Post by Jenyfer » Tue Mar 11, 2014 6:20 pm

Hi Alan,
Still have to go through above this just came in from Montrose.....

Hi, is what I found I the Montrose Review Oct 1847

Great anxiety begins to be felt for the fate of the brigantine Countess of Airlie of this port. This vessel was reported to be at Elsinore on the 4th current, rom Riga to London, with a cargo of wheat; and since then, no tidings have reached this place regarding her.

So nothing new then....
Sorry on kindle...typing not great!

Alan SHARP
Posts: 610
Joined: Tue Apr 06, 2010 9:41 pm
Location: Waikato, New Zealand

Re: Need a shipping expert - please

Post by Alan SHARP » Thu Mar 13, 2014 10:24 am

Greetings.

A cargo of wheat, on an old vessel, does not sound like a good recipe to me. Many a ship went down when the wheat got wet, and planking was sprung.

Alan SHARP.

Jenyfer
Posts: 11
Joined: Thu Feb 06, 2014 1:55 pm

Re: Need a shipping expert - please

Post by Jenyfer » Thu Mar 13, 2014 2:55 pm

HI,
Thanks Alan - put like that is sounds like a recipe for disaster! I think now I really do have to assume this ship went down with her crew and was never listed as wrecked or lost in any official documents.
Thanks
Jen

Alan SHARP
Posts: 610
Joined: Tue Apr 06, 2010 9:41 pm
Location: Waikato, New Zealand

Re: Need a shipping expert - please

Post by Alan SHARP » Sat Mar 15, 2014 10:40 am

Greetings Jen.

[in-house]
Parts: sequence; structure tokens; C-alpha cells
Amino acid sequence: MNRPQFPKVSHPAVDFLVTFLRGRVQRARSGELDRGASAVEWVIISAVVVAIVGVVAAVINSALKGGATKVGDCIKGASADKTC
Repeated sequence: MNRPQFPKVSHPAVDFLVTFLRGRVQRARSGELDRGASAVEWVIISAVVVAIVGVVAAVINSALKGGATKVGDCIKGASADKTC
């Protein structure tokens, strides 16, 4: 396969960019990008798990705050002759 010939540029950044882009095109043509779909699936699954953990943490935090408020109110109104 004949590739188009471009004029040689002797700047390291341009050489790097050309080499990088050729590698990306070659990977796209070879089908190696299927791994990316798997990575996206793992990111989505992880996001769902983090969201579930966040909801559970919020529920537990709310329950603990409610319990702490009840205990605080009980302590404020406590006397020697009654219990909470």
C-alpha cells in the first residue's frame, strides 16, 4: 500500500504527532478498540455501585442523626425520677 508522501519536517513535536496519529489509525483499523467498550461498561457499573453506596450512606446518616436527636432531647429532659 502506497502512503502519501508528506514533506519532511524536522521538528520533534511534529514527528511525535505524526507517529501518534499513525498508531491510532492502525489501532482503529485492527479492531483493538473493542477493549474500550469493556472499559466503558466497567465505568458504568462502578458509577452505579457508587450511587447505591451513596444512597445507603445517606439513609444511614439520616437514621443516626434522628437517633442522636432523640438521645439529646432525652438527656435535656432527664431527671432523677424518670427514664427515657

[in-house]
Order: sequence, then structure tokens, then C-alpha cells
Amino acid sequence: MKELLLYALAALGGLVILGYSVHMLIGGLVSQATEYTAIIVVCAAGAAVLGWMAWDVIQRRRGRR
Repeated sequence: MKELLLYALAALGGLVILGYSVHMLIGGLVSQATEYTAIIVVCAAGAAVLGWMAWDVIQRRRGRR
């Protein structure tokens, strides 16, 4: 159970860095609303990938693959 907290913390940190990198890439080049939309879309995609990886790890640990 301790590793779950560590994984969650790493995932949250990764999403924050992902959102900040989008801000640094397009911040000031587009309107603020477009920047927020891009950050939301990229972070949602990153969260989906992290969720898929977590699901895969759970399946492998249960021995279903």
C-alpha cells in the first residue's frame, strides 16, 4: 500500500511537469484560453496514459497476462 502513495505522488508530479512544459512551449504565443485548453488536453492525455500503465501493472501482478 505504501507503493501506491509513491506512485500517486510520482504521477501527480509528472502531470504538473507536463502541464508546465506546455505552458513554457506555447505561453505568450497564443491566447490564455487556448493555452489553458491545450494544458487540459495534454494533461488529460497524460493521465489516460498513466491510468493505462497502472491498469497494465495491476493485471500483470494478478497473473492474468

I'm no expert, and I'm not saying that is what happened, but when you are doing research about the pioneers you often come upon accounts of when wheat [plus other grains] were in sufficient quantity to swell and do damage, when not kept dry enough.

Below decks, in confined spaces, the swelling grains could, and did, pop planking. Also the composting process, with time, could also generate enough heat to start a fire in the upper layers of the product.

Spontaneous combustion was always an issue that farmers were aware of, with stacked hay, and siloed grains.

My father used to dine out on one of his experiences as a teenager. My Grand Father had a grand potato harvest one year, and after selling off the top graded potatoes to the hotels within easy cartage, and filling the local domestic orders, he still had a large quantity to store, and release on to the market through the winter. So the sacks of potatoes were packed from floor to ceiling in the fertilizer barn. A building with a wooden floor, on piles at dray height.

One sack somewhere in the middle must have had a rotten one or two in it. Ten days later in the still of the morning air, Grandfather smelt something he did not want to smell, and immediately called all hands to clear the sacks from the shed. The mushy sacks in the centre were too hot to handle, so the old quiet plough horse had to be used, hitched up to the drainage drag, to clear the barn, and save it from going up in smoke.